In our opinion
Training new employees can often be difficult for business owners.
The learning curve can be steep and the return on investment minimal, at least at first. Employers sometimes are reluctant to become too heavily invested in employees who either don’t work out, or end up leaving early for another position.
A bill under consideration in the Washington Legislature might help employers when it comes to paying new employees. Senate Bill 5275, and the identical House version 1150, would create a training wage for new employees of 75 percent of the state or federal minimum wage, whichever is greater.
With Washington’s minimum wage the highest in the nation at $9.19 per hour, the bill if enacted would mean a wage of $6.89 per hour for qualifying businesses. According to the bill’s language those are businesses with 50 or fewer employees, limited to no more than 10 percent of that businesses work force and last no more than the first 680 hours of employment. Businesses could use the special certificate created by the legislation only once per employee.
One concern we had is the legislation could leave the door open to employers to terminate qualifying employees just short of 680 hours for no reason, and then hire a new employee at the training wage rate. Language in the bill prevents that however, requiring employers who terminate employees short of the 680 hours to notify the Labor and Industries director explaining the termination, and preventing them from hiring a replacement employee under the training wage certification for one year from the date of discharge.
SB 5275 sponsor Sen. Janea Holmquist Newbry (R-Moses Lake) and other proponents hope the legislation motivates small-business owners to hire more teenagers and thereby give them valuable work experience. Erin Shannon of the Washington Policy Center testified in committee that their research shows the state’s high minimum wage results in high unemployment levels for those entering the workforce, and that employers often have to “take a gamble” on teenagers with no work skills or history.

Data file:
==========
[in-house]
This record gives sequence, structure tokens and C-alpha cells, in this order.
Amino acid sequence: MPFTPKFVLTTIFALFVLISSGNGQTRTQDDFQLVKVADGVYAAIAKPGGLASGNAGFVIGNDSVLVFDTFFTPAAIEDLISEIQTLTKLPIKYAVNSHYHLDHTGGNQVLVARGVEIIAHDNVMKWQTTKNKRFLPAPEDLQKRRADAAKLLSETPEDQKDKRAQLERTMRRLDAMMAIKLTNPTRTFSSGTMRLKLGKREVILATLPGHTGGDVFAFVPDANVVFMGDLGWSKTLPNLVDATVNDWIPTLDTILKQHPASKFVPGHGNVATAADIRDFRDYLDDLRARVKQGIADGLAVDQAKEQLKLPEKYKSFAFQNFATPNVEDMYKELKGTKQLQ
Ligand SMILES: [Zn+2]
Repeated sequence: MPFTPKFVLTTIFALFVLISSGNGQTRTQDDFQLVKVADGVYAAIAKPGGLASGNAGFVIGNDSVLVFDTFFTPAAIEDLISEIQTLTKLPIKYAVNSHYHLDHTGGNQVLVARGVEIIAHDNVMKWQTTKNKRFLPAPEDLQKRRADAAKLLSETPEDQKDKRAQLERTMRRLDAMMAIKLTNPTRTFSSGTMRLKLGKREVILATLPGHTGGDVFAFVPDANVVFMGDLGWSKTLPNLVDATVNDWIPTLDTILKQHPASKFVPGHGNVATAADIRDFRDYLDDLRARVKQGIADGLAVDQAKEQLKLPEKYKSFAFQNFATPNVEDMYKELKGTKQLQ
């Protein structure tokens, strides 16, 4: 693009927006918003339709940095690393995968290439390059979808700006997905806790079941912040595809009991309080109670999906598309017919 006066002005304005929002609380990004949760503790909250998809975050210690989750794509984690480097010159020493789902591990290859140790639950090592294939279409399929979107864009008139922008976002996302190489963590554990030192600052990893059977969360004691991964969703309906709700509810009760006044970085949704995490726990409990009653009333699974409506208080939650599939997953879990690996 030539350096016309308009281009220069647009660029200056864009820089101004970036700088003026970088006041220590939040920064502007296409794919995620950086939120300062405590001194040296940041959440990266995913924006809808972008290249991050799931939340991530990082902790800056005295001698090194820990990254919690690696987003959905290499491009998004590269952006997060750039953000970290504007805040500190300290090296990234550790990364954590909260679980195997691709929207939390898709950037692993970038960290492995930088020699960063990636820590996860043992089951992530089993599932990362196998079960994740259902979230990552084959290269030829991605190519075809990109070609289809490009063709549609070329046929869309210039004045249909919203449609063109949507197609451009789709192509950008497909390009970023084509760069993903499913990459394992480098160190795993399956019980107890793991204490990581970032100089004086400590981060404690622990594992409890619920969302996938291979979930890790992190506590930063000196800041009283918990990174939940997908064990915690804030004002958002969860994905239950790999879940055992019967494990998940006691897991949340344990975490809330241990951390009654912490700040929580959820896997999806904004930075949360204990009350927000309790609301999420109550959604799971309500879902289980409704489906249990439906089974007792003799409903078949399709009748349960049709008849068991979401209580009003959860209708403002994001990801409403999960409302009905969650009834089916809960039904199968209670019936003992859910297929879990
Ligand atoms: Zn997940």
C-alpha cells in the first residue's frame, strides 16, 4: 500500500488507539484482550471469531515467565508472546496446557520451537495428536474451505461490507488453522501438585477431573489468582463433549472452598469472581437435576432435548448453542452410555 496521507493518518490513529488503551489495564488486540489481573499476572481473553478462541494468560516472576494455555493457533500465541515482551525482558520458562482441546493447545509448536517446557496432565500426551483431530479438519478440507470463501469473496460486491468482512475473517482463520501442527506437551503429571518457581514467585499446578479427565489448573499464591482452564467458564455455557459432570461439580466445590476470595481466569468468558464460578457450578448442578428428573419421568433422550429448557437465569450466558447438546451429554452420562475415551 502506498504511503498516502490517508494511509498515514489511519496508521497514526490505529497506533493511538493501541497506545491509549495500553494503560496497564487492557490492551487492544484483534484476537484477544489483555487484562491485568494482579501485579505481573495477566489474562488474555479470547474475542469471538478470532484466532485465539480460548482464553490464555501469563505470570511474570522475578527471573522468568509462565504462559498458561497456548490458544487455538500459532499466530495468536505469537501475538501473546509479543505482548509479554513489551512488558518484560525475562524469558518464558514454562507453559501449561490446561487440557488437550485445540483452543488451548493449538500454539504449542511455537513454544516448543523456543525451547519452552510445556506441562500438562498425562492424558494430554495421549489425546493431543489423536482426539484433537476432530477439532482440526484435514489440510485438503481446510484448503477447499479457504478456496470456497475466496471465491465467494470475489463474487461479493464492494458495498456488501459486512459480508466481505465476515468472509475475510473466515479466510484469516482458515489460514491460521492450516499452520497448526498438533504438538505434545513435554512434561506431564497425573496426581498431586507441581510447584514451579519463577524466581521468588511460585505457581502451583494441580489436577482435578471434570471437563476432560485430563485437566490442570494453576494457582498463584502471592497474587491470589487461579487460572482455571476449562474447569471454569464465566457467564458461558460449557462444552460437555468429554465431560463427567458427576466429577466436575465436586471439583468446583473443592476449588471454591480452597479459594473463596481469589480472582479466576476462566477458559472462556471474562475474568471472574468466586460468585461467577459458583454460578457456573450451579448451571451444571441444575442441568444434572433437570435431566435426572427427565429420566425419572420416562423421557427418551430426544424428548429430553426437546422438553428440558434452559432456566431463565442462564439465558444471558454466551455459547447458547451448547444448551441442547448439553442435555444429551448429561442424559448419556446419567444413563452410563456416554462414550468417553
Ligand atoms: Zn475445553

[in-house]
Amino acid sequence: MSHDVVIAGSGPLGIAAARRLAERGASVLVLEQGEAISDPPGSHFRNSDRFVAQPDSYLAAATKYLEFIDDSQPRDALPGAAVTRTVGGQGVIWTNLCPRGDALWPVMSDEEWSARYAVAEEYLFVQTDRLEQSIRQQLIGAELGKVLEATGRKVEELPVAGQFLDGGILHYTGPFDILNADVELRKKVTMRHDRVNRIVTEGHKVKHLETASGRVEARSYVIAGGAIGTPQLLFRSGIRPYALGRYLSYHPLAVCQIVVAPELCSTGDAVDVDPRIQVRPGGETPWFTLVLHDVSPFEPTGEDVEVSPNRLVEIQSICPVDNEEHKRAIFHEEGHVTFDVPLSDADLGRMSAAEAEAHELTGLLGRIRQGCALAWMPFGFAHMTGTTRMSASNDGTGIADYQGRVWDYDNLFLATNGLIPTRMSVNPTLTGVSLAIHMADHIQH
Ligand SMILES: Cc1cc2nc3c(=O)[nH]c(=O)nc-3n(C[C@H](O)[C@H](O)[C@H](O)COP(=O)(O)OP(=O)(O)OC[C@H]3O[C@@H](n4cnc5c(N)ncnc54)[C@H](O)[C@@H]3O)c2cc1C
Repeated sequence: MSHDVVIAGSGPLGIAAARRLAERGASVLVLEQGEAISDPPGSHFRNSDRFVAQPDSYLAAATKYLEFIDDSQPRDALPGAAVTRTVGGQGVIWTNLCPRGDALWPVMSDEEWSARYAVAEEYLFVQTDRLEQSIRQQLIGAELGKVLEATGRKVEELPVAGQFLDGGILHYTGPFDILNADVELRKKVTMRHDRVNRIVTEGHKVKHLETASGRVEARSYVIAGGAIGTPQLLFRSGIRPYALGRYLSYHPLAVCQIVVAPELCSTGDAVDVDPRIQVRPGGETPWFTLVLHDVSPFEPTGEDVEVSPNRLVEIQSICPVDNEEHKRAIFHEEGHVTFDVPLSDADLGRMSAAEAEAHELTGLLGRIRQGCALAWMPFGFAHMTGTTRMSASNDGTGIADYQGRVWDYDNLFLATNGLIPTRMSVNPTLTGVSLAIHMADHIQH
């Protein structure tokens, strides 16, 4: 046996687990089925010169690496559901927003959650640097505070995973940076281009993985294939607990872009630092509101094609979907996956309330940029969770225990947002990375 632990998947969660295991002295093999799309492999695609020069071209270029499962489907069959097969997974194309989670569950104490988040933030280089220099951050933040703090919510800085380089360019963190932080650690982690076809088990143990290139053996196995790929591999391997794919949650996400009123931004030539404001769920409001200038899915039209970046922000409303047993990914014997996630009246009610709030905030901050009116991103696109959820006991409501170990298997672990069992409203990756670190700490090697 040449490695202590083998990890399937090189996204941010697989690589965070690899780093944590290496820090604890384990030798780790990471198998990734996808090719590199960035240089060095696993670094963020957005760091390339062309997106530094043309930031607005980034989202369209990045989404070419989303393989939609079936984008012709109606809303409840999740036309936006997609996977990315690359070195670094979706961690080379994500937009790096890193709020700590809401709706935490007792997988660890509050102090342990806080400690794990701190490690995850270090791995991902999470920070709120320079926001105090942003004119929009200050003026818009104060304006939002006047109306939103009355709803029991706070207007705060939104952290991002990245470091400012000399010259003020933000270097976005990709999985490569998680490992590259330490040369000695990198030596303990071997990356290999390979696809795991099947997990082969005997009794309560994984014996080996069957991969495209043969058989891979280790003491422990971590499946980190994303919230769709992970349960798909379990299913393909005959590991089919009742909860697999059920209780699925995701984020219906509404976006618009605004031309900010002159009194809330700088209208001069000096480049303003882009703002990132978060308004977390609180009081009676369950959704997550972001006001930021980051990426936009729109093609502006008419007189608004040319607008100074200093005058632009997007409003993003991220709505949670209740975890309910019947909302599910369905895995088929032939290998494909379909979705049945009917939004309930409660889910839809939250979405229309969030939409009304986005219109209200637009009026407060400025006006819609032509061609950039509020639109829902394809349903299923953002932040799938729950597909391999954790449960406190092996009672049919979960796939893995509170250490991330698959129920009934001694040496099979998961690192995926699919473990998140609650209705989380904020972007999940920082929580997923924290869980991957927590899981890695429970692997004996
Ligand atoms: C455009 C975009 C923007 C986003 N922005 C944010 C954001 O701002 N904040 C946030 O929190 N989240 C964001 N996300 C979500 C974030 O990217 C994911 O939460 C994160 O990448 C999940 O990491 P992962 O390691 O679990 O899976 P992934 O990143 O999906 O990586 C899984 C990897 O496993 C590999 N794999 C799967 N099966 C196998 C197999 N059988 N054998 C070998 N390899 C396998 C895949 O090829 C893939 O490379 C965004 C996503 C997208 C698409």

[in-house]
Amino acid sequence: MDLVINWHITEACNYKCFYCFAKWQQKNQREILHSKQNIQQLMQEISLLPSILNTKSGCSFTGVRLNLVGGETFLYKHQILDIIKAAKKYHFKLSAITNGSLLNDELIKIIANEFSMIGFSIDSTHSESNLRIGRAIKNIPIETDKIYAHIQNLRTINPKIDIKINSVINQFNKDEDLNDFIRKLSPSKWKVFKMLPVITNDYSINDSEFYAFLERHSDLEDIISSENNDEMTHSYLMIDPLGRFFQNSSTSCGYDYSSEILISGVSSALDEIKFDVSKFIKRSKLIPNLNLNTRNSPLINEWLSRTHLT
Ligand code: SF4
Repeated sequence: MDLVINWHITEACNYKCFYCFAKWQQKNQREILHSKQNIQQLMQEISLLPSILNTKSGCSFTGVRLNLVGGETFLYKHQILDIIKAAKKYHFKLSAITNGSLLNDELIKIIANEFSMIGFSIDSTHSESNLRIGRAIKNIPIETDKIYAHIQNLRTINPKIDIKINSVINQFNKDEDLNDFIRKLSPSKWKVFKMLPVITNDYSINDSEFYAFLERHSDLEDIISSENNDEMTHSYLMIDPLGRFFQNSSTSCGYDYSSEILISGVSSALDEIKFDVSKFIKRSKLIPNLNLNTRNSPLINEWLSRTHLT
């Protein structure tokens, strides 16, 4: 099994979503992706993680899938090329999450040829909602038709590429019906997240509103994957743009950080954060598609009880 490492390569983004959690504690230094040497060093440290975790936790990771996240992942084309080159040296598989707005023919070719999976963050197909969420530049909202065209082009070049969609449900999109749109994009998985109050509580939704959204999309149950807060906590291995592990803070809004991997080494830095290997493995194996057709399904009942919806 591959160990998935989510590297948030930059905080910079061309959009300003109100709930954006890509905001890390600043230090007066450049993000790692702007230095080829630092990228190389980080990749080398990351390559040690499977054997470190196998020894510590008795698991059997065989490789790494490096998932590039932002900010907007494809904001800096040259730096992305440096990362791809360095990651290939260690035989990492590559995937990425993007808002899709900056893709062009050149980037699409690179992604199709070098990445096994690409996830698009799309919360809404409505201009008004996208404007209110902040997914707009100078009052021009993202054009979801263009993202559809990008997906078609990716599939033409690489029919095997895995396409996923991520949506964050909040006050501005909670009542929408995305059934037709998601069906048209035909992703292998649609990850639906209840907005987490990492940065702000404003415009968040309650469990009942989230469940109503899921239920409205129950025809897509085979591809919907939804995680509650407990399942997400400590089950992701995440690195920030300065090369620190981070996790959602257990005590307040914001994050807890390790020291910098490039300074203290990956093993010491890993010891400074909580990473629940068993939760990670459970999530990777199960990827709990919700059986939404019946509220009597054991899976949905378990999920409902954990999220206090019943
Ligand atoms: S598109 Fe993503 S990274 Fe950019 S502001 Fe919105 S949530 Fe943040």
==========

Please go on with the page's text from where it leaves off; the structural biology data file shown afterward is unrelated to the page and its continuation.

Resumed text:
Helping teenagers gain work experience is a noble idea, if that were the sole focus of this bill. The trouble is the state already has provisions for paying workers under the age of 16 at 85 percent of minimum wage. State law requires those over 16 be paid the same minimum wage rate as adults.
If the bill was really about getting more teens into the work force why not simply change the 85 percent of minimum wage rate to include all workers ranging from 13-19 years old? Opponents of the legislation claim the bill is really taking aim at lowering the state’s minimum wage for everyone, and the lack of an age limit gives validity to their argument, although since voters approved annual adjustments to the minimum wage via a 1998 initiative, that might be difficult to do.
Then again, voters have five times approved a two-thirds majority vote in the Legislature for tax increases, and we know where that’s gotten us.
There’s also no indication of how the training wage legislation might impact seasonal jobs or paid internships, positions that can often run less than the 680 hours.
Most employers, even the small “mom and pop” businesses – which is really the target of SB 5275 – want people to work for them and want to pay them as best as possible. Training new employees can be an expensive endeavor, one that sometimes doesn’t pay off should the employee leave or not work out.
Providing a training wage might help out in these regards and possibly put more people into the work force. Whether that’s meant just for teens, or everyone, needs to be clarified.